The government didn’t shut down. Congress passed the massive – 1,603 page – spending bill, chock full of special interest giveaways, to keep the doors open. The Washington Post editorial page, the voice of the conservative establishment, acknowledges all the horrors – but celebrates the results:
“And given the alternatives — which were either this bill and the stable government funding through September that it would bring, or a possible government shutdown followed by repeated budgetary cliffhangers — it’s obvious that the Cromnibus did, indeed, represent a step in the right direction. (emphasis added) Many of those who supported the bill did so in the hope that the spirit of compromise, which it so haltingly and messily embodied, might flourish and grow.”
The Post scorns the “show horses” on the right (Ted Cruz) and left (Elizabeth Warren, Nancy Pelosi) for not knowing the difference between “posturing and policy-making,” while hailing the “work horses” (Sen. Barbara Mikulski and Rep. Steny Hoyer, both Maryland Democrats).
This is the epitome of bipartisan blather: “the hope that the spirit of compromise…might flourish and grow.” The argument assumes that we are on the right course, and disruption would be destructive, that “messily embodied” compromises are worth the game.
But for the vast majority of Americans, we aren’t on the right course. We are in an economy that rewards the few, while more and more struggle simply to stay afloat.
The reason is that the rules are rigged to serve the powerful – the subsidies, the tax dodges, the weakened regulations, the perverted priorities. And it won’t get better until business as usual is changed.
The Cromnibus guarantees another year of growing inequality and declining security for most Americans. Once more, vital investments are shortchanged. Once more, austerity is favored over jobs. Once more, the bill is larded with what the Post calls “regrettable, not cataclysmic” special interest giveaways: repeal of a key part of financial reform for Wall Street, allowing banksters to gamble not only with other people’s money but with taxpayer guarantees for their losses; an expansion of big money in politics; continuing cutting of EPA’s capacity; the stunning authority to cut the vested pensions of already retired workers and much more
Take one seldom noted, “regrettable” act, nicely summarized today by the valuable Catherine Rampell in the same Washington Post: the cutting of the IRS budget.
After the cuts contained in the Cromnibus, IRS appropriations are 17 percent below their level in 2010, adjusted for inflation, and its enforcement staff is down 15 percent. Meanwhile, the spending bill adds several more “regrettable, not cataclysmic” loopholes, dodges and complications to the IRS code.
The IRS, as Rampell reports, brings in $255 for every $1 it is appropriated. The wealthy and large corporations who can afford tax lawyers milk every dodge they can find. As Mitt Romney showed us, their money winters in the Cayman Islands and summers in the Swiss Alps. When the IRS cop on the tax beat is disarmed, the tax dodgers grow more brazen.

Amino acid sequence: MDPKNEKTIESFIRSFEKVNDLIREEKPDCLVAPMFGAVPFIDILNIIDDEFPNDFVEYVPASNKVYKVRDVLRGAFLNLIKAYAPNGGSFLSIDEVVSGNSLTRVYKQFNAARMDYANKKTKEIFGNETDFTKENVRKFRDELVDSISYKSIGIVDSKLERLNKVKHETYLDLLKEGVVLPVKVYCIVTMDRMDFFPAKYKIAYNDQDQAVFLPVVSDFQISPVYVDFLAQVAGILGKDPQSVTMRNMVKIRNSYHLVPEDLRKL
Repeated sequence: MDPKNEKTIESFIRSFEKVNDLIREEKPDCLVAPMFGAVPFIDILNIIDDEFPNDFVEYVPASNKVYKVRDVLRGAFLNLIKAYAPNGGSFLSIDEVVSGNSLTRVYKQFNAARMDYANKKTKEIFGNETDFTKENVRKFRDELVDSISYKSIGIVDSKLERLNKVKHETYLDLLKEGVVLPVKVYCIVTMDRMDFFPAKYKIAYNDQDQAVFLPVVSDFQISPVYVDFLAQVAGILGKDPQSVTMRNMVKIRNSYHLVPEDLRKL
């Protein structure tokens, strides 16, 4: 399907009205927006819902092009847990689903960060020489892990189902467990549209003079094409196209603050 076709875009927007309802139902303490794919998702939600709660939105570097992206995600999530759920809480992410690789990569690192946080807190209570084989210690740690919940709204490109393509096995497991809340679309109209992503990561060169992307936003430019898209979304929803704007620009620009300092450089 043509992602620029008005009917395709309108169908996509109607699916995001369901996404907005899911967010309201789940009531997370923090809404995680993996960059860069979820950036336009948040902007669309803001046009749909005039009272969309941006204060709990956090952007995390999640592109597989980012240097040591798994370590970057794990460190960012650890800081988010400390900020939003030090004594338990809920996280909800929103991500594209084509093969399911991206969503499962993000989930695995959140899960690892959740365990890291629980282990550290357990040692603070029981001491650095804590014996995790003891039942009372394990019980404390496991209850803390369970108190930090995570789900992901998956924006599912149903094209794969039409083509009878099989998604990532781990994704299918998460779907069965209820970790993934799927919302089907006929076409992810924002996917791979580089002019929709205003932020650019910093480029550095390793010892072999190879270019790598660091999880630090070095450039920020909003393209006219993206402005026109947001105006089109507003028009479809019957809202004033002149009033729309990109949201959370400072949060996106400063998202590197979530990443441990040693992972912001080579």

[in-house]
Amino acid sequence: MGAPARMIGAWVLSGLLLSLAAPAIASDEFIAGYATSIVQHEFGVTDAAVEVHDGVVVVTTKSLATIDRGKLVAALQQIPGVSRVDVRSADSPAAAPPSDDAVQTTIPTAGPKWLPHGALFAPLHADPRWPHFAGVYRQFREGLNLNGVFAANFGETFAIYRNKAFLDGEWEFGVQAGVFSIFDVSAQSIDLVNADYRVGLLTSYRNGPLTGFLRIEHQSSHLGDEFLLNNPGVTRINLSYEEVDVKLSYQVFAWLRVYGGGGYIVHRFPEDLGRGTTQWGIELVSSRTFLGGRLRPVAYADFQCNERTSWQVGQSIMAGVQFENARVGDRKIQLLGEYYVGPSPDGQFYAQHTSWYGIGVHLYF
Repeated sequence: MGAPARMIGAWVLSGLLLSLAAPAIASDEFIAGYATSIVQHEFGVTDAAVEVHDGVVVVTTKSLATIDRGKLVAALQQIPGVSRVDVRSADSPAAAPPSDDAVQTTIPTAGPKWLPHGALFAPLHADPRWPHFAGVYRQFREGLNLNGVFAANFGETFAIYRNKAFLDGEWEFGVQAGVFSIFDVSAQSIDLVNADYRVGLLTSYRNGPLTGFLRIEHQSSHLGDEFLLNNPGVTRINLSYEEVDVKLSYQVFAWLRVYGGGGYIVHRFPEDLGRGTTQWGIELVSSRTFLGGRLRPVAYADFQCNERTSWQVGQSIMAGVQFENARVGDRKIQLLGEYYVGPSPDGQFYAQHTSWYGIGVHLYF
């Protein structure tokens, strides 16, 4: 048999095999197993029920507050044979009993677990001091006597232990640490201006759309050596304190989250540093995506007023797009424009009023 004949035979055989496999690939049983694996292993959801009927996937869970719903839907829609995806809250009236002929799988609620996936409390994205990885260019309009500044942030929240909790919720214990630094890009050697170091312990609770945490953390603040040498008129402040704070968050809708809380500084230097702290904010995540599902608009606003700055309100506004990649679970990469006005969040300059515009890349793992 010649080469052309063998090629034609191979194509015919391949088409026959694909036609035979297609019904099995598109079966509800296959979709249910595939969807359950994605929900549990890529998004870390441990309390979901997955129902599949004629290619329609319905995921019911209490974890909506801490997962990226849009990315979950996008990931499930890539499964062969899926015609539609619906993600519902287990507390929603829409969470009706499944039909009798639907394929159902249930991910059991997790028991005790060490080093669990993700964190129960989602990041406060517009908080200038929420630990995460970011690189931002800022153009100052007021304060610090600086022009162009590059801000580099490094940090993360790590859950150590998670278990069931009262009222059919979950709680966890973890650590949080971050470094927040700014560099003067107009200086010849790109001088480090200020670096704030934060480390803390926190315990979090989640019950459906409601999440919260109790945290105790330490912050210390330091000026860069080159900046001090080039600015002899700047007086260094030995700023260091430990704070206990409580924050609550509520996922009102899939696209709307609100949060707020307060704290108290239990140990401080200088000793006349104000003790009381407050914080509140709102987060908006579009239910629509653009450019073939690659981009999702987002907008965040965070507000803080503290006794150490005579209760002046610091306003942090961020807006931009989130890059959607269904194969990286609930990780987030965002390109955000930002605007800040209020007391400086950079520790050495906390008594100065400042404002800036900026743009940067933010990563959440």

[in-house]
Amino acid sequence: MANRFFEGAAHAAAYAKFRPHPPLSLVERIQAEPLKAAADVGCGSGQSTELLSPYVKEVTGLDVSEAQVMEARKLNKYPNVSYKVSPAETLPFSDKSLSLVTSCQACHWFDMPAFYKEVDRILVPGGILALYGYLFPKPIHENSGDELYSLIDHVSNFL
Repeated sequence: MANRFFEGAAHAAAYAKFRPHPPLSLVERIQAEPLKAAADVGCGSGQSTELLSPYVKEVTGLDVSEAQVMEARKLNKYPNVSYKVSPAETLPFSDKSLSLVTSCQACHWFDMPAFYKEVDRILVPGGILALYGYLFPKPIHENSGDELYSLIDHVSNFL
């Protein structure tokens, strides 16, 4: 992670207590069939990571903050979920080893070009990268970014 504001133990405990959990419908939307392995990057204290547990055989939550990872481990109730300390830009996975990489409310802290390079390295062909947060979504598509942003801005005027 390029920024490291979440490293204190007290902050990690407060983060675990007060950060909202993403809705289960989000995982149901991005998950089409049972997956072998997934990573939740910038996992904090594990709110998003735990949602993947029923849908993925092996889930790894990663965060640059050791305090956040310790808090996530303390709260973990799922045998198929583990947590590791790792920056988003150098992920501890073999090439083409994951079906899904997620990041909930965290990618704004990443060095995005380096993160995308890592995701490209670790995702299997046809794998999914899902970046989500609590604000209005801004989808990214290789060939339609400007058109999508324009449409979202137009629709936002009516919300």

Rampell suggests this insures that voluntary tax compliance will diminish as more and more grow cynical about what the 1 percent gets away with. She concludes that, eventually, tax rates will have to go up to cover the losses, but that’s not really the game.
The tax dodges and crippling of IRS enforcement starve the government of revenue. That enables conservatives in both parties to demand cuts in spending since clearly government must “tighten its belt.” The Washington Post and other bastions of established opinion weigh in somberly to call for “regrettable but not cataclysmic” grand bargains – featuring cuts in Social Security and Medicare – to get deficits under control. Cutting, not raising, revenue is a feature, not a bug.
And of course, as we will witness next year, it also sets the stage for regressive tax reform. The tax code, we are told, has “grown too complicated” – as if this were an act of nature. We should simplify it in “revenue neutral” tax reform that lowers rates while closing loopholes. (Only “show horses” think corporations might contribute an extra dime to vital investments and deficit reduction). “Work horses” like Steny Hoyer, festooned with special interest money, will labor to forge the “messily embodied” compromise.
If successful, as tax reform was under Reagan, the rates come down; some loopholes are closed. Lobbyists then pop the bubbly, for the work of carving new loopholes into the tax code is a new goldmine. And “work horses” like Hoyer can be counted on to support the new tax dodges, “messily embodied” in future deals.
This is the “spirit of compromise” that the Post hopes will “flourish and grow.” Next up: after “revenue neutral” corporate tax reform, corporate trade accords enabling multinationals to expand low wage outsourcing; “repatriation” that gives global corporations a massive tax break to “bring home” the trillion dollars they’ve stashed abroad; perhaps even a “grand bargain” that goes after Medicare and Social Security. Get ready for it.
Yes, the doors will stay open, which is surely a good thing. But the Cromnibus compromise is another step in the wrong direction, a “regrettable, but not cataclysmic” contribution to a country scarred by extreme inequality, growing despair, and deepening cynicism, as its leaders continue to worsen rather than address its pressing needs. That is why we desperately need more “show horses” like Elizabeth Warren who are ready to stand up and say, “Enough is enough.”